The overnight train journey passed without incident and we arrived in Agra. We spent a day with the crowds visiting the Taj Mahal and the Red Fort. Then it was time to say good bye to three members of the group. Our next stop was the River Chambal. This was an area that we knew little about. Other than there was the possibility of seeing Gangetic River Dolphin and the Critically Endangered Gharial.
About an hour and a half drive from Agra we arrived at Mela Kothi – The Chambal Safari Lodge and settled in for our stay. This is an excellent lodge set in a very rural area surrounded by extensive farm land. Following a delicious four course evening meal we retired to our lodge. Ready the next day for yet another early start.
Bandits and Outlaws
The drive to the river took us through numerous rural villages a part of Rajasthan we hadn’t seen before. As we got closer to the river the scenery changed dramatically to a semi-arid region cut by deep ravines. The Chambal Ravines are a labyrinthine maze of deep gullies formed by accelerated erosion during the wet seasons. Eddie informed us that the area is also known as the Chambal Badlands. It’s one of the most extensive badlands in the world. Also until very recently it was ruled by bandits and outlaws who committed robberies, kidnappings and murders. According to local police some are still active within the ravines which are still providing safe hide-outs for them.
The Chambal River
The river appeared through the mist with a partially built bridge eerily sticking out of the water. A very overcrowded ferry crossed precariously from the muddy bank. Once down by the river we walked from the coach to the boat and spotted a Long-legged Buzzard and Indian Tent Turtles.
After transferring to a small dinghy we set off down river. Despite the area being shrouded in early morning mist it wasn’t long before we began to spot numerous wading birds. These included Egrets, Herons, Storks and Whistling ducks feeding along the shore line, many of them familiar UK species.
After a hour the sun begun to burn off the mist revealing a wide river with extensive sand banks and deep gullies in the bank. Before long we had spotted Osprey, Marsh Harrier and a nesting pair of Bonelli’s Eagles, River Terns and Black-bellied Terns, Some species allowed the boat to get very close notable a Little Ringed Plover and Egyptian Vulture.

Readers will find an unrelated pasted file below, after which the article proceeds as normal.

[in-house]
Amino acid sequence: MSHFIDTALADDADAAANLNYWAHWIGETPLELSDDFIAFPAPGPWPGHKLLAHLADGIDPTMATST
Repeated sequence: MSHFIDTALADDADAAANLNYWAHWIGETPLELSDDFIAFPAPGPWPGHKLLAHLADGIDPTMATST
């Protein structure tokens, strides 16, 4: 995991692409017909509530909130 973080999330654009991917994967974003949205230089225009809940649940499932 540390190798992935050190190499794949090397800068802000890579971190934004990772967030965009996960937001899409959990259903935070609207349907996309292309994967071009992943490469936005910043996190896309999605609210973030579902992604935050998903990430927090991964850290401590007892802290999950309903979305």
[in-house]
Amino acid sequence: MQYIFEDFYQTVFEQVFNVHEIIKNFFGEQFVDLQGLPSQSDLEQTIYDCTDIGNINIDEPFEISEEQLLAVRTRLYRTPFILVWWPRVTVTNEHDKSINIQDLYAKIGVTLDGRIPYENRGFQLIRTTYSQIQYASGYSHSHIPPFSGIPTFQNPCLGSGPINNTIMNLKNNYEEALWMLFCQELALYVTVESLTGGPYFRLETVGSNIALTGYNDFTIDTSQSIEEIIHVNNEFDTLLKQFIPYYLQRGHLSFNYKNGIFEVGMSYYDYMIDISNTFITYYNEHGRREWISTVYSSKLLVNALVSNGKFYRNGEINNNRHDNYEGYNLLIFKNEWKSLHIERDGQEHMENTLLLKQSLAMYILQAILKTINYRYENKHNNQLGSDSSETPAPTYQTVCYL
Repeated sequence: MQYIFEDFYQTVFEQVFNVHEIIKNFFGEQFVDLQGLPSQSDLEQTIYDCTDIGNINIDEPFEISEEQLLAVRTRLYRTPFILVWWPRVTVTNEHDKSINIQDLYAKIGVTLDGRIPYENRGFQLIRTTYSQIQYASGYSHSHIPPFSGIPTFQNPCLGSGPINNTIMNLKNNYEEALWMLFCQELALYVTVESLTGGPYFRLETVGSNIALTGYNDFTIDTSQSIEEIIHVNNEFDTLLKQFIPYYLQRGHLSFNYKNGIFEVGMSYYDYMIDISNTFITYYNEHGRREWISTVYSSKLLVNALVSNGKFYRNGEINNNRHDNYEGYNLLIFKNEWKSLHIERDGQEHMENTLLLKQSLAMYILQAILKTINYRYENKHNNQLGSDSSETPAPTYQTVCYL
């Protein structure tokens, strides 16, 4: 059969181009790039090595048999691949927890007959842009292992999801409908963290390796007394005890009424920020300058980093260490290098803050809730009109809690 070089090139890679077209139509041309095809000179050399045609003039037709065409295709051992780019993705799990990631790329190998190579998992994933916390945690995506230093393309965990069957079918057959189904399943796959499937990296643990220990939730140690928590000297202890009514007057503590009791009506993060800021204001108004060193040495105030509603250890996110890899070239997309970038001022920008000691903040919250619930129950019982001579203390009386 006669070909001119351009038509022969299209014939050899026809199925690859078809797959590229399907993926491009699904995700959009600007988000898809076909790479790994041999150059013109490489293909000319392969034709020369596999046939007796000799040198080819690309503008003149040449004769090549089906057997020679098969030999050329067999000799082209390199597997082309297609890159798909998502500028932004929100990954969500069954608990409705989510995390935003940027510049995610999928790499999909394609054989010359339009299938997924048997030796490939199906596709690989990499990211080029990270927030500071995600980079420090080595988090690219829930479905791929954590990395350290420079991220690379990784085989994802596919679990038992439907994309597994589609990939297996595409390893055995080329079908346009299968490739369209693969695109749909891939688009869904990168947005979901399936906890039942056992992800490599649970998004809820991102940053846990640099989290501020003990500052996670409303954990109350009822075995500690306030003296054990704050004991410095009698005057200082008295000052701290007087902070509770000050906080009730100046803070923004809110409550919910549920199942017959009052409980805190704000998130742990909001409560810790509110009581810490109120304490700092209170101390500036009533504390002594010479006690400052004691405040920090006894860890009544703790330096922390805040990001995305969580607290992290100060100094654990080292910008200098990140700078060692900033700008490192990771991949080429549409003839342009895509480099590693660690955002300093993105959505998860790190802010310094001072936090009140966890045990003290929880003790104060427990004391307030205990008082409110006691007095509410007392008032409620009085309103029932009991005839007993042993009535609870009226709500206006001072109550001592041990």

A little further down the river we came across a number of the critically endangered Gharial together with some huge Mugger Crocodiles basking on the sand. One of the large male Gharial was noticeably missing part of the lower jaw.
Suddenly in front of us a disturbance in the water signaled the arrival of a pair of Gangetic river Dolphins. Noisily splashing and fleeting appearing out of the water they were almost impossible to photograph. All of this before we docked our boat close to a sand bank to have breakfast,
Back at the Lodge
We headed back to the lodge and had lunch and some rest. Later in the afternoon we took a walk around the lodge finding a pair of Spotted Owlets, a large flock of roosting fruit bats and a group of Nilgai antelope. After another superb dinner we went for another short night walk. This time spotting a Palm Civet up a tree!
Next morning it was another early drive back to the Chambal for another river safari and something very special. We hadn’t gone very far down river before we spotted a female Jungle Cat hunting on the bank. After watching the cat for sometime and getting some great images it disappeared into the undergrowth. As we continued on our way along the river we heard a second Cat calling. Suddenly there was a large male and the female obviously engaged in a very noisy mating game.
On rest of the river safari we found an Osprey feeding on a kill and Bonelli’s Eagles flying above us with nesting materials. There were more Muggers, Gharial and fleeting glimpses of Gangetic Dolphins.
After lunch back at the lodge, we packed for our three-hour drive to Bharatpur, Rajasthan.